Insulin Basics | Diabetesnet.com

Thu, 11/18/2010 - 15:14 -- Richard Morris Store insulin you are not using in a refrigerator. It is a protein dissolved in water, sort of like a soup stock, so keep it cold to prevent it from spoiling. Keep it between 36º and 46º F. If it gets colder it will freeze. If the insulin freezes, when it thaws it will separate and clump and will no longer be usable. If it gets warmer it will be ok for awhile but will eventually spoil. If it starts to spoil, bacteria growing in it breaks down the insulin. It won't hurt you to use this. However, its not as effective so your blood sugar will be higher than you expect even though you took the right amount of insulin at the right time. It is ok to keep a bottle of insulin you are using at room temperature for up to 28 days (room temperature is 59º to 86º F). The preservative in insulin keeps it from spoiling this long. Insulin at room temperature injected into the skin is more comfortable for many people. Also, it may be easier to get rid of air bubbles in the syringe when it is at room temperature. If you live in a hot climate and your room temperature is above 80º, keep your insulin in the refrigerator. Insulin in a pen can only be kept at room temperature for 2 weeks before it begins to spoil. Check with your pharmacist, the package insert or the manufacturer's websites. Insulin used past 28 days at room temperature or past the expiration date on the box may still be good. However, using it may cause control problems and is not recommended. Lantus, Humalog and Novolog seem to spoil faster than Regular and NPH. If you can't afford to buy insulin and insurance does not cover it, you may be able to get it free. Check the website www.helpingpatients.org or call 202-835-3400. The doctor who prescribes your insulin can help you g Continue reading >>

Insulin: How To Give A Mixed Dose

Insulin: How To Give A Mixed Dose

Many people with diabetes need to take insulin to keep their blood glucose in a good range. This can be scary for some people, especially for the first time. The truth is that insulin shots are not painful because the needles are short and thin and the insulin shots are placed into fatty tissue below the skin. This is called a subcutaneous (sub-kyu-TAY-nee-us) injection. In some cases, the doctor prescribes a mixed dose of insulin. This means taking more than one type of insulin at the same time. A mixed dose allows you to have the benefits of both short-acting insulin along with a longer acting insulin — without having to give 2 separate shots. Usually, one of the insulins will be cloudy and the other clear. Some insulins cannot be mixed in the same syringe. For instance, never mix Lantus or Levemir with any other solution. Be sure to check with your doctor, pharmacist, or diabetes educator before mixing. These instructions explain how to mix two different types of insulin into one shot. If you are giving or getting just one type of insulin, refer to the patient education sheet Insulin: How to Give a Shot. What You Will Need Bottles of insulin Alcohol swab, or cotton ball moistened with alcohol Syringe with needle (You will need a prescription to buy syringes from a pharmacy. Check with your pharmacist to be sure the syringe size you are using is correct for your total dose of insulin.) Hard plastic or metal container with a screw-on or tightly-secured lid Parts of a Syringe and Needle You will use a syringe and needle to give the shot. The parts are labeled below. Wash the work area (where you will set the insulin and syringe) well with soap and water. Wash your hands. Check the drug labels to be sure they are what your doctor prescribed. Check the expiration date o Continue reading >>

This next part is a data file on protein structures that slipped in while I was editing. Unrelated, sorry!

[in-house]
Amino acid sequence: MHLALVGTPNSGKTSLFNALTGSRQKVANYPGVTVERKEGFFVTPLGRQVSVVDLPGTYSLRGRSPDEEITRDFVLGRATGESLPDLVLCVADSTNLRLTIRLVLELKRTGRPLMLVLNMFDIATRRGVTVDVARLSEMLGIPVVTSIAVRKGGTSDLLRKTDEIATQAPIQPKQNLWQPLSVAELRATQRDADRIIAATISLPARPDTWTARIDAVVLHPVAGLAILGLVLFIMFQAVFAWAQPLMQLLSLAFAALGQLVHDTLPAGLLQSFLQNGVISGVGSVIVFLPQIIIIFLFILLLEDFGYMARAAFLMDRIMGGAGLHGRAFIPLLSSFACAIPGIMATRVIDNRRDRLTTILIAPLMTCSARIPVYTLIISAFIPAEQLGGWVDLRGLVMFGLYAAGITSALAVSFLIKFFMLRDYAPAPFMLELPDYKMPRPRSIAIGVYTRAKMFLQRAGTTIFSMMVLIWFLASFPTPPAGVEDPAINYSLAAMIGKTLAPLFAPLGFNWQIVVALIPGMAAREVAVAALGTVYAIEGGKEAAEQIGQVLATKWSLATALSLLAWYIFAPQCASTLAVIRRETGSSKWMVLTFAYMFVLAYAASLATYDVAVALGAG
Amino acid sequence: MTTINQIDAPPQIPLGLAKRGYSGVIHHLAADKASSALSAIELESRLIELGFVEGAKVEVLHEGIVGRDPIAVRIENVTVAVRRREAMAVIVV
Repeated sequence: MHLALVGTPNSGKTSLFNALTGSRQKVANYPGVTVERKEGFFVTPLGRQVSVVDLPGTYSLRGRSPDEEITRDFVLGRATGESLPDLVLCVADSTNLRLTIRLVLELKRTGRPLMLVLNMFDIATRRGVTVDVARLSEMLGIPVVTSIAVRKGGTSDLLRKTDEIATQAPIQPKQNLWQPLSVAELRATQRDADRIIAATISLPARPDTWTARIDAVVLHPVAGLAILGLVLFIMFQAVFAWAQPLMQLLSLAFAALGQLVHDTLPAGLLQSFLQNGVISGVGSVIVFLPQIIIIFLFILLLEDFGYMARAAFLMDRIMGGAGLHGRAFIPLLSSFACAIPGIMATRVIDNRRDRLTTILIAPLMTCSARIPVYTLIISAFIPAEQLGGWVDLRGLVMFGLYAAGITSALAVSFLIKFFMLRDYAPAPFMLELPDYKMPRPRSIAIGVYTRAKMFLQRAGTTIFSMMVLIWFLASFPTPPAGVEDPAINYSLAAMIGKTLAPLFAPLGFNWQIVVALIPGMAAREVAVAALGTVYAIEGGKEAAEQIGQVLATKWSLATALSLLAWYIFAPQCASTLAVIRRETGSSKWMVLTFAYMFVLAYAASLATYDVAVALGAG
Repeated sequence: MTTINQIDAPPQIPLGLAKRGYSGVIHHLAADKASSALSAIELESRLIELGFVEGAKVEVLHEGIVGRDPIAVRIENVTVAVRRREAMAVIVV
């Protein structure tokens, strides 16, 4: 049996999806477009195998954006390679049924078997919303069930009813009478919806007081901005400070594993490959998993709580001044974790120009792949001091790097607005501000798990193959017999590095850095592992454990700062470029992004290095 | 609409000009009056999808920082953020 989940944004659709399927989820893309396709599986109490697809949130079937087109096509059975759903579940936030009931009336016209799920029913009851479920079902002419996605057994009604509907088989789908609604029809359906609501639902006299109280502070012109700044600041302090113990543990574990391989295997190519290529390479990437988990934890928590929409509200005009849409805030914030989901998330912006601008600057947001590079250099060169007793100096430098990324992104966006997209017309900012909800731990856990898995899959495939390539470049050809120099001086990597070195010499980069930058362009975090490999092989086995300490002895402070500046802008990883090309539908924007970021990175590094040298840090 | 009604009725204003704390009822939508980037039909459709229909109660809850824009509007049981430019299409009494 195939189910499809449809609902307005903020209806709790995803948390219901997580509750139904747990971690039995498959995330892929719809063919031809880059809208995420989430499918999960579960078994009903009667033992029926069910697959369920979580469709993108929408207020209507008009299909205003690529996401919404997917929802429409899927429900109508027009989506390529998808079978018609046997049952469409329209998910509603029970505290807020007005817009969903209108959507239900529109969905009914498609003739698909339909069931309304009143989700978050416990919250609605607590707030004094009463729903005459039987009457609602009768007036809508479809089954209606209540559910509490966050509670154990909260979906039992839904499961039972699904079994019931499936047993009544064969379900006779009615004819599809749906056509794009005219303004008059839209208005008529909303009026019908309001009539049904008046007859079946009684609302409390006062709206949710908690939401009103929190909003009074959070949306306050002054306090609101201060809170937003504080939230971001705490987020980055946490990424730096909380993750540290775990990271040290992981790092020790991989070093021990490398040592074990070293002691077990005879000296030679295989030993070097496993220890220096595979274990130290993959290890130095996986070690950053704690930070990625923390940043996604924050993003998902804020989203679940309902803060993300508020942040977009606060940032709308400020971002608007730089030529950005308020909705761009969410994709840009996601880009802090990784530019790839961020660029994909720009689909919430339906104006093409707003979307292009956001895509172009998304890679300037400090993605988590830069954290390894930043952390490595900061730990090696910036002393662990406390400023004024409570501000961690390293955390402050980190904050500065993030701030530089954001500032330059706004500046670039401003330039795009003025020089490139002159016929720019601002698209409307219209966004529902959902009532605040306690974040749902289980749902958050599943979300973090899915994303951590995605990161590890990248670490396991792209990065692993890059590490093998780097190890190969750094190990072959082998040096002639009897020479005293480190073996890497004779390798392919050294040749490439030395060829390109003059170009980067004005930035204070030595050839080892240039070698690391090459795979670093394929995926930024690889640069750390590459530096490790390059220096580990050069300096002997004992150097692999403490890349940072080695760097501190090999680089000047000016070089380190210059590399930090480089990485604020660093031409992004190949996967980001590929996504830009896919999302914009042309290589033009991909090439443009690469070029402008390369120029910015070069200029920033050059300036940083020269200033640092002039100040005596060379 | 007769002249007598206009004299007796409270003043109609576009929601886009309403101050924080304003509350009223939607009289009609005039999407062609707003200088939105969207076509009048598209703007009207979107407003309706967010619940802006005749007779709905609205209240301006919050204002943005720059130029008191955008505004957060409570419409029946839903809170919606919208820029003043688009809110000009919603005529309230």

Page 1 Of 14 Nda 21-081 Draft Package Insert (sponsor Revision #5) Date Of Submission: April 20, 2000

Page 1 Of 14 Nda 21-081 Draft Package Insert (sponsor Revision #5) Date Of Submission: April 20, 2000

Draft1 Prescribing Information as of April 20002 LANTUS®3 (insulin glargine [rDNA origin] injection)4 LANTUS® must not be diluted or mixed with any other insulin or solution.5 DESCRIPTION6 LANTUS® (insulin glargine [rDNA origin] injection) is a sterile solution of insulin glargine for use7 as an injection. Insulin glargine is a recombinant human insulin analog that is a long-acting (up to 24-8 hour duration of action), parenteral blood-glucose-lowering agent (see CLINICAL9 PHARMACOLOGY). LANTUS is produced by recombinant DNA technology utilizing a non-10 pathogenic laboratory strain of Escherichia coli (K12) as the production organism. Insulin glargine11 differs from human insulin in that the amino acid asparagine at position A21 is replaced by glycine12 and two arginines are added to the C-terminus of the B-chain. Chemically, it is 21A-Gly-30Ba-L-13 Arg-30Bb-L-Arg-human insulin and has the empirical formula C267H404N72O78S6 and a molecular14 weight of 6063. It has the following structural formula:15 Ile Val Glu Gln Cys Cys Thr Ser Ile Cys Ser Leu Tyr Gln Leu Glu Asn Tyr Tyr 1 2 3 4 5 6 7 8 9 10 11 12 13 14 15 16 17 18 Cys Gly Leu 19 20 21 Leu Val Cys GlySer LeuAlaGluVal Glu HisGlyCysLeu Arg HisGlnAsnValPhe Phe Phe GlyTyrArg Lys Pro ThrThrArg B - chain 1 2 3 4 5 6 7 8 9 10 11 12 13 14 15 16 17 18 19 20 21 2223242526272829303132 S S S S S S Gly A - chain 16 LANTUS consists of insulin glargine dissolved in a clear aqueous fluid. Each milliliter of LANTUS17 (insulin glargine injection) contains 100 IU (3.6378 mg) insulin glargine, 30 mcg zinc, 2.7 mg m-18 cresol, 20 mg glycerol 85%, and water for injection. The pH is adjusted by addition of aqueous19 solutions of hydrochloric acid and sodium hydroxide. LANTUS has a pH of approximately 4.20 Page 2 of 14 NDA 21-081 Continue reading >>